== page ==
So now I have a problem. I can’t reach over the machine because the sliding doors won’t let me and the angle prevents me from using a long wooden spoon or hanger to nudge the items up. I grab some tongs … remember, I’m still in my cute PJs and not feeling cute as I lie on top of the washing machine and gaze over the edge. I manage to get most of the wipes by judiciously grabbing them with the tongs. But all my lovely packets of table napkins are stuck. I have a beautiful beechwood 15-inch long dough whisk. It’s made in Poland, which is why I paid so much for it. Why can’t we make dough whisks here? Never mind, that’s a discussion for another time. I lean over and use the whisk to push one packet close to the tiny gap between the washing machine and the sliding door. Then I grab a large two-pronged fork from a carving set. I poke the plastic wrap with the sharp prongs and slowly inch the packet up until I can grab it. I do the same with the other three packets.

By this time, my coffee is cold. Cedric and Savannah are still blissfully asleep.

I’m still here!

FullSizeRender-7Party animal that I am, (friends will know immediately how unlikely that description is) I had two events last night. The first was a farewell to someone I worked with at The Home Depot, a smart, funny young girl who orchestrated the memory book the team gave me when I retired. The next event was a girls’ dinner – seven of us who are neighbors and two who have since moved. Do you know what an accomplishment it is to get nine gals together for dinner with not one bowing out at the last minute? At the first event, someone asked me if I had updated my blog recently. Nope! I must try to do better. It’s not that nothing exciting happens any more, it’s just that I don’t carve out time in a week to focus on writing. I’m too busy playing the piano – yes, really. I practice every day and my piano teacher, Nancy, comes every two weeks. I’ve graduated from Puff the Magic Dragon to Do-Re-Mi with both hands and sometimes as many as THREE notes at the same time on one hand. Thats big! Nancy says I won’t be ready for Carnegie Hall next year, but perhaps the following one.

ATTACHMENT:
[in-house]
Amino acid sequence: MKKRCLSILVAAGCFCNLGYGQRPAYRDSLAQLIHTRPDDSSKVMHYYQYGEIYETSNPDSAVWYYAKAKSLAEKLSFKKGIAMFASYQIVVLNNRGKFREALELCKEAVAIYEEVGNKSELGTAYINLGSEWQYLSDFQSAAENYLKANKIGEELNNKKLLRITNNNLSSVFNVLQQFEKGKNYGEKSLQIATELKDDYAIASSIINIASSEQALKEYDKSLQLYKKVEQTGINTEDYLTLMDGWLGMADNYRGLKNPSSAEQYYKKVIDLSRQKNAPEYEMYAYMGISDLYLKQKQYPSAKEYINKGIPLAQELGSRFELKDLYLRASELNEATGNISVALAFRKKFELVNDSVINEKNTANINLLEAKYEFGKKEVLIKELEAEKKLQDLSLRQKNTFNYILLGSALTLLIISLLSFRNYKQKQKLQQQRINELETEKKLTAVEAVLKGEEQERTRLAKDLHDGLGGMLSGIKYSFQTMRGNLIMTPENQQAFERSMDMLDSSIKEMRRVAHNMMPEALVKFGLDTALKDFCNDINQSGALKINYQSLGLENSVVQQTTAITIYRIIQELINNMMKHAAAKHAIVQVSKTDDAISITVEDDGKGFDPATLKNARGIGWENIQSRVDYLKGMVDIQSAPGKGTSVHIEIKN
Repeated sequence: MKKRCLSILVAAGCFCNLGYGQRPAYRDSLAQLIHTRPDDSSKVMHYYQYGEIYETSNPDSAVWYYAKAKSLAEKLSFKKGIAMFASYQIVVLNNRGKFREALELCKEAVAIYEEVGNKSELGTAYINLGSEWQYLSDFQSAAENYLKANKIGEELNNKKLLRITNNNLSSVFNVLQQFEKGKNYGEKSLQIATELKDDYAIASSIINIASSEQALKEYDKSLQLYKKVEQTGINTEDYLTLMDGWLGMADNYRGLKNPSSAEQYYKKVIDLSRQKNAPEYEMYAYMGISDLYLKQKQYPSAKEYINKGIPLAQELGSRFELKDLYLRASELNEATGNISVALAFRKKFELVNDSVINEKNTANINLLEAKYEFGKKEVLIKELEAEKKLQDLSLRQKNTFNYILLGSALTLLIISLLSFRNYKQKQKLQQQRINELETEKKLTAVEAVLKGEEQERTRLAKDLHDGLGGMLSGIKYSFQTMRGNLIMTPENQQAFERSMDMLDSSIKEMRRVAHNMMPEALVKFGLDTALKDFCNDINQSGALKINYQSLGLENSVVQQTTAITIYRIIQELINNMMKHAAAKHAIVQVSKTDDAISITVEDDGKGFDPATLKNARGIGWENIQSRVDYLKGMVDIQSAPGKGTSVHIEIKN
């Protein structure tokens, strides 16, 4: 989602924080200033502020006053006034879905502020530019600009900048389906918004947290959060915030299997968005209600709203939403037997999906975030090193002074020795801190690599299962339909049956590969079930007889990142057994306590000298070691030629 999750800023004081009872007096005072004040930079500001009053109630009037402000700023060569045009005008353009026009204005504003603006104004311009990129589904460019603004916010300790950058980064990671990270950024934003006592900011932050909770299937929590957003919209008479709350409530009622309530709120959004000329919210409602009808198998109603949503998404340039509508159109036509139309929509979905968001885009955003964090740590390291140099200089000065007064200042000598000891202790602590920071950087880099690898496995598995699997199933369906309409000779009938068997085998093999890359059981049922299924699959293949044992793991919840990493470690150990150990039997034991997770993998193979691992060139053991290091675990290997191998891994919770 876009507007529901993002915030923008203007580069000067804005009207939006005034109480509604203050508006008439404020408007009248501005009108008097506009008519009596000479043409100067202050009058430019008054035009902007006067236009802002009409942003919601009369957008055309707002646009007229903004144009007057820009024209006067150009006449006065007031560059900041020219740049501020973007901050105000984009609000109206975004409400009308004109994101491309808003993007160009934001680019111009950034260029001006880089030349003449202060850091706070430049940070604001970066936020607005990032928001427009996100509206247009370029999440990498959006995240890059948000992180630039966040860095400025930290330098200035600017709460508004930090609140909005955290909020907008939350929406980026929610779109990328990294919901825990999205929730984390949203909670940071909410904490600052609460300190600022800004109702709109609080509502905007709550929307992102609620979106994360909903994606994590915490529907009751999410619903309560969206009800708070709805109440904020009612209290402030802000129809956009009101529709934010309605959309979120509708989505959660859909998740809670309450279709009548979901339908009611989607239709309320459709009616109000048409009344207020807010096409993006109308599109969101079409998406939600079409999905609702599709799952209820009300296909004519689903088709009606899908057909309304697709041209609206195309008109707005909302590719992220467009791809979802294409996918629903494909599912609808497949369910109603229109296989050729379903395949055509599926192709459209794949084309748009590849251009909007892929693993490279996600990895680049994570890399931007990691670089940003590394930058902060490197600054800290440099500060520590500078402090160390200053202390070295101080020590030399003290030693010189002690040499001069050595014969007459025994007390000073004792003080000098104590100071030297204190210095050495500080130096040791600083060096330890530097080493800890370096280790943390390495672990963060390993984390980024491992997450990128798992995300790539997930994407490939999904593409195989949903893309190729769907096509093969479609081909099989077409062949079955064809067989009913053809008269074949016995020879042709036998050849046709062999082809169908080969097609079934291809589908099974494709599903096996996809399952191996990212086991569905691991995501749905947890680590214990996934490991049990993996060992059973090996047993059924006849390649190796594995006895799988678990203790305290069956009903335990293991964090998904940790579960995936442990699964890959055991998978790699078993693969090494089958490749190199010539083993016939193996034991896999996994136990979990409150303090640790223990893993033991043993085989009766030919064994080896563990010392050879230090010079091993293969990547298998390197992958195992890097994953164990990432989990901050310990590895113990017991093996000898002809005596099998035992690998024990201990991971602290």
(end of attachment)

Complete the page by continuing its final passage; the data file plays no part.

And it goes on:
Most of our lives are defined by milestones. Mine certainly falls into the pre- and post-Big R. It was wonderful to see my pre-Big R friends last night. I always feel like a rock star! Several new faces have joined the team and I love hearing what everyone is up to in their personal lives – new homes, relationships, even babies. It’s also fun to meet people who don’t know how important I used to be! And now I have a new group of friends – post-Big R friends, who I wouldn’t have met if I was still working every day. We share different priorities and everyone has a story to tell.